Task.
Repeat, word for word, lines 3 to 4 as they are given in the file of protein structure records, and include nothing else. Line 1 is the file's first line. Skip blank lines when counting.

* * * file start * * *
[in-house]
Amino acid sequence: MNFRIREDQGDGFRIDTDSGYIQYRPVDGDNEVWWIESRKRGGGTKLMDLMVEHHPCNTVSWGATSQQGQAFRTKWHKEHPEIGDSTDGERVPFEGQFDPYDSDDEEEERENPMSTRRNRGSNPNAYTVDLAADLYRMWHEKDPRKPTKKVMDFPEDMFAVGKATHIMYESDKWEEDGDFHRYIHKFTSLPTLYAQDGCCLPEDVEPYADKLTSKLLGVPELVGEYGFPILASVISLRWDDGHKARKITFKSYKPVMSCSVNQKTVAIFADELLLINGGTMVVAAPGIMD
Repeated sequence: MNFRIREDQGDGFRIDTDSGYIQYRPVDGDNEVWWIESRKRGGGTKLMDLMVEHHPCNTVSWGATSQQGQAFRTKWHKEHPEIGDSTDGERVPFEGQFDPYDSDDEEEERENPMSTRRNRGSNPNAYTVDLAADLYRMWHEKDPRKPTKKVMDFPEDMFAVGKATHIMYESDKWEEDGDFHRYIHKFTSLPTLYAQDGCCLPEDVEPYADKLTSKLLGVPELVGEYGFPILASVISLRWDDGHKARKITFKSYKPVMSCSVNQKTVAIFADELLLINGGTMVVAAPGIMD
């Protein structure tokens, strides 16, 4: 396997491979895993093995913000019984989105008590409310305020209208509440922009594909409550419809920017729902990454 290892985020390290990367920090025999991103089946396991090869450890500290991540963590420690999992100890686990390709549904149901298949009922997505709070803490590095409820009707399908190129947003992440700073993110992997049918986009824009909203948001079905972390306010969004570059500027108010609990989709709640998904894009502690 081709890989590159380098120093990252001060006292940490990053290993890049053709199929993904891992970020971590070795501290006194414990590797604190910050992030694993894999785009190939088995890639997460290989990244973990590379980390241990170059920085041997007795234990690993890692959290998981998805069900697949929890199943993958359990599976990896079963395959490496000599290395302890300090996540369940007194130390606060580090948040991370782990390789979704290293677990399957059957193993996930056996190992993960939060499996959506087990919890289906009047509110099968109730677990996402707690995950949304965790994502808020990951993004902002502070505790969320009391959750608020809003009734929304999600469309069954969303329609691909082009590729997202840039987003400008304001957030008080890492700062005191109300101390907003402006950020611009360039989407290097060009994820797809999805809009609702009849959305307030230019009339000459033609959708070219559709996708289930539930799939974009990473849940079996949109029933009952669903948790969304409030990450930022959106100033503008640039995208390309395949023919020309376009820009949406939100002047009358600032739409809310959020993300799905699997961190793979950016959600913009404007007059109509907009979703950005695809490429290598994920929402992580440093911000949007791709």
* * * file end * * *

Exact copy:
Repeated sequence: MNFRIREDQGDGFRIDTDSGYIQYRPVDGDNEVWWIESRKRGGGTKLMDLMVEHHPCNTVSWGATSQQGQAFRTKWHKEHPEIGDSTDGERVPFEGQFDPYDSDDEEEERENPMSTRRNRGSNPNAYTVDLAADLYRMWHEKDPRKPTKKVMDFPEDMFAVGKATHIMYESDKWEEDGDFHRYIHKFTSLPTLYAQDGCCLPEDVEPYADKLTSKLLGVPELVGEYGFPILASVISLRWDDGHKARKITFKSYKPVMSCSVNQKTVAIFADELLLINGGTMVVAAPGIMD
């Protein structure tokens, strides 16, 4: 396997491979895993093995913000019984989105008590409310305020209208509440922009594909409550419809920017729902990454 290892985020390290990367920090025999991103089946396991090869450890500290991540963590420690999992100890686990390709549904149901298949009922997505709070803490590095409820009707399908190129947003992440700073993110992997049918986009824009909203948001079905972390306010969004570059500027108010609990989709709640998904894009502690 081709890989590159380098120093990252001060006292940490990053290993890049053709199929993904891992970020971590070795501290006194414990590797604190910050992030694993894999785009190939088995890639997460290989990244973990590379980390241990170059920085041997007795234990690993890692959290998981998805069900697949929890199943993958359990599976990896079963395959490496000599290395302890300090996540369940007194130390606060580090948040991370782990390789979704290293677990399957059957193993996930056996190992993960939060499996959506087990919890289906009047509110099968109730677990996402707690995950949304965790994502808020990951993004902002502070505790969320009391959750608020809003009734929304999600469309069954969303329609691909082009590729997202840039987003400008304001957030008080890492700062005191109300101390907003402006950020611009360039989407290097060009994820797809999805809009609702009849959305307030230019009339000459033609959708070219559709996708289930539930799939974009990473849940079996949109029933009952669903948790969304409030990450930022959106100033503008640039995208390309395949023919020309376009820009949406939100002047009358600032739409809310959020993300799905699997961190793979950016959600913009404007007059109509907009979703950005695809490429290598994920929402992580440093911000949007791709």